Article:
them in tolerance to the subtropical climate.

The importance of all of these established beef breeds as foundation stock
cannot be given too much emphasis. While new breeds adapted to this climate such as
the Santa Gertrudis, Brangus and Charbray, are being developed, slaughter cattle
will continue to come from other sources. The producer of commercial beef cannot
afford to produce inferior beef calves for today's market. The usual procedure in
Florida has been to produce crossbred cows by using Brahman sires with Native cows.
Only a few years ago many or most Florida cows weighed less than 600 pounds. The
Brahman breed has increased this size by 200 to 300 pounds. These grade or cross-
bred Brahman cows when bred to good Angus, Hereford, Shorthorn or Devon bulls pro-
duce the kind of steers that sell well on the Florida market, and that grow well in
South Florida pastures.

The problem in breeding begins at this point. How should a commercial
cattleman proceed using these cows essentially half Brahman and half European breed-
ing? The beef breeding project at this Station is designed to help answer this ques-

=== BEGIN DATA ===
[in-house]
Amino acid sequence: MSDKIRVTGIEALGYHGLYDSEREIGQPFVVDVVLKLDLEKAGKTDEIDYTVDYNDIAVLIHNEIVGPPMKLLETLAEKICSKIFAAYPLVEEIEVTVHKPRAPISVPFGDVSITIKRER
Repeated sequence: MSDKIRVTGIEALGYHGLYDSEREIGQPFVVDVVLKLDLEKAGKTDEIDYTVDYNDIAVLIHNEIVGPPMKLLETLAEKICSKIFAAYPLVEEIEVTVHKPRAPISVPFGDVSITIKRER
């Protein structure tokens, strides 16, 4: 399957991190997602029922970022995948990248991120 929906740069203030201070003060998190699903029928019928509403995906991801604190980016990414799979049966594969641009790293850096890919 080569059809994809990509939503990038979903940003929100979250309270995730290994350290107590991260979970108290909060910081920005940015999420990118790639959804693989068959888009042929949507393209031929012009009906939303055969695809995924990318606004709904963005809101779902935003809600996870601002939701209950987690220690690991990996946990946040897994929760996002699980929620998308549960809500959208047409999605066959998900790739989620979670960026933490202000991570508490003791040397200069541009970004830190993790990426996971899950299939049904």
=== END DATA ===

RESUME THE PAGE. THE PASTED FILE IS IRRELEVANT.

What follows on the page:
tion. There are several possible breeding programs which have merit. Three, which
are under trial at this time will be discussed first.

Program 1. This consists essentially of establishing a breed by selecting
crossbred cows and mating them to selected crossbred sires from the same parent
stock. Sires and dams are chosen on the basis of growth rate, conformation, size,
temperament, fleshing qualities and uniformity. This is the "Bravon" program in this
study and is being developed from Brahman x Devon crossbreds.

Program 2. This plan is referred to as "rotational breeding" or "criss-
crossing" and consists of breeding crossbred cows to selected purebred sires of the
two parent breeds. In the Station herd, all cows which are 3/4 Brahman are bred to
Devon sires and those which are 3/4 Devon are bred to Brahman sires. The female pro-
geny from the Brahman sires become herd replacements for the Devon sires and vice
versa. This program tends to produce cattle which are 2/3 the breeding of the parent
sire. It utilizes the best sires available in both purebred parent breeds and can be
easily adapted to most ranches.

Program 3. This is essentially a "grading up" process within a beef breed.
In the Station herd all cattle carrying Angus breeding, including purebred, half
breed, and other percentage Brahman cross are bred to selected purebred Angus sires.
The size, conformation and growth rates of these animals should give some information
as to what percentage of Brahman breeding is productive of best results. There is
also the possibility of developing a purebred Angus strain adapted to this area.
This program can be reproduced on any ranch, if it proves superior.

There are other possible plans which may have merit, but which could not be
included in this research but may or may not be useful to Florida cattlemen.


Plan 1. There is some evidence that a "three breed" combination including